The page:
Women in business – redefining what success means to you
What is sucess for you?
So, you are a woman who owns a small business – no matter how you define success, life is sure to be crazy busy. You’re also sure to have plenty of advice being constantly thrown at you about business goals, KPIs, and everything in between. You can very quickly feel overwhelmed, or that it’s just too hard. Before long you’re working harder and harder, but feel like nothing’s happening. “Can I just get some work done!”, is a common saying for this business owner and many others I meet. Perhaps a somewhat easier approach is to look at success and what it means to you.
When you take a well-deserved quiet moment to think about this, you may be positively surprised. You will come to realise that depending on how you define it, you are achieving success in some way. This realisation, along with taking the steps to celebrate it, can have a positive effect on you, your business and the people around you. Bring on the positivity I say!
“Look at success and what it means to you. When you take a well-deserved quiet moment and think about this… You will come to realise that depending on how you define it, you are achieving success in some way.”
Defining what sucess means to you
Time to get your brainstorming on. Success in simple terms is accomplishing something you set out to do. The timing of these “somethings” could be daily, weekly, or even annually. The task could be business-related, or something to do with your personal life that has a positive influence on you and therefore your business. You could start small and build from there. What success is for one business owner, can be something completely different for another.
Examples of the different types of success
When we talk about success in business, our first thoughts may be that of a big bottom line, or a turnover worth bragging about. Success can be more than just numbers in a profit and loss statement. These are important and noteworthy, however success can be measured in so many alternative ways too. The fact that you make it to the gym for 3 sessions a week, or that you manage school pickup before the principal calls you to check if you forgot your children, (ok, this is stretching it, but hopefully you get my point) is success for many. Or perhaps your aim is to have a spontaneous holiday whenever you like. The point is, these wins can mean success to you, it doesn’t always have to be about money.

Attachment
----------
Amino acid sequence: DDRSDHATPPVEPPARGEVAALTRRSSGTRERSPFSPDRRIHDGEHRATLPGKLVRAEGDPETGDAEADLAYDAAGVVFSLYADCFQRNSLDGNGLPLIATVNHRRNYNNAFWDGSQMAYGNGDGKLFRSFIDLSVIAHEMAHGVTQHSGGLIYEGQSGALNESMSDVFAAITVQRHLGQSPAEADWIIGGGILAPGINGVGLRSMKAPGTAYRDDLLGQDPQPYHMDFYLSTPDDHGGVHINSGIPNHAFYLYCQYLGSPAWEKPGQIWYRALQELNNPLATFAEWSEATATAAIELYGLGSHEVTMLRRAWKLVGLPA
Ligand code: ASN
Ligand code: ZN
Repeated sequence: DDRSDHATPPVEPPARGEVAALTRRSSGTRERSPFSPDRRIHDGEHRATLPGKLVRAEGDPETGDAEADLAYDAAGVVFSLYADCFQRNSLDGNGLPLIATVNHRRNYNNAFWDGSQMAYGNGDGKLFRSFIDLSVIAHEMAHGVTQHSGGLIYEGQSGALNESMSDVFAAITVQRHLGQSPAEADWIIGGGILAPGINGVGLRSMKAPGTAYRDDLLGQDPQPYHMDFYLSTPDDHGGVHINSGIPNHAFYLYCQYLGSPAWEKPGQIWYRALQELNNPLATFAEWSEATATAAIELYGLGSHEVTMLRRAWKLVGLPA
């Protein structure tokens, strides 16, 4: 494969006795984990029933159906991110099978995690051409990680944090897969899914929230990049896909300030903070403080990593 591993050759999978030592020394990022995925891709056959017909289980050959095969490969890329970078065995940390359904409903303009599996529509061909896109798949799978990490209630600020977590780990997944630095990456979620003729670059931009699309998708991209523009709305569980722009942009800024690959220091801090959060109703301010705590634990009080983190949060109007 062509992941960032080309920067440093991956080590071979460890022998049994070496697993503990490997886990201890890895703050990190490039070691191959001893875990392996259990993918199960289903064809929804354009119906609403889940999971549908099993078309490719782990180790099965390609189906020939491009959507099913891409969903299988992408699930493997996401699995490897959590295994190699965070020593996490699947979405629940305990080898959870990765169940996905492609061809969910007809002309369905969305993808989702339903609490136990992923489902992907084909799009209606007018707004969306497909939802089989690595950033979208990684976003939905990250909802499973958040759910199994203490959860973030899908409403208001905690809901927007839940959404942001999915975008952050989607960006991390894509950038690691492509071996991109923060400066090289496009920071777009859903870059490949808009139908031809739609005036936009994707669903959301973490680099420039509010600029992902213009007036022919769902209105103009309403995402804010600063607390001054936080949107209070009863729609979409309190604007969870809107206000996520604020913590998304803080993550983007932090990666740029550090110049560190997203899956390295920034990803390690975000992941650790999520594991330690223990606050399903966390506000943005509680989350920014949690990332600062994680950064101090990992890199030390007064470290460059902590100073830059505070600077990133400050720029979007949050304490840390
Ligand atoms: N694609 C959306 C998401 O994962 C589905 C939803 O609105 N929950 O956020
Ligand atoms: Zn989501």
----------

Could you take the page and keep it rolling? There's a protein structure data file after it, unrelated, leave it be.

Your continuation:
“Make your mark, be successful!”, is something I was told by a business executive when I started out as a business owner. Five years down the track, I have come to realise this needs to be in the context of me and my business.
Success can change for you & that is ok
What you initially had in mind can change down the track – and that is okay. Our businesses and our lives change, so it makes sense for our ideas of success in our world to change. Just make sure that you’re not changing your definition because you’re comparing your success to the person next to you.
When I worked in large corporate, I was aiming for a seat around the executive table and to be a general manager that everyone was in awe of. Years passed, and my aspirations of greatness completely morphed and changed. Success showed itself as the opportunity to work alongside a like-minded business partner in which we now provide employment for other women. Definitely winning!
So, isn’t it about time to celebrate your accomplishments and let yourself realise that you are successful? In the context of you and your business, all wins are important, and deserve your attention. If you’re open, honest & positive every day – isn’t that already success? It’s about time as women that we brought some positivity and personalisation to what success means to us. Don’t forget to share these successes with those around you – even if you’re using a different bench mark. Perhaps you’ll inspire the next woman (or man) over from you to strive for their own version of success too.
Success is accomplishing something you set out to do.
Don’t forget to share these successes with those around you – even if you’re using a different bench mark.
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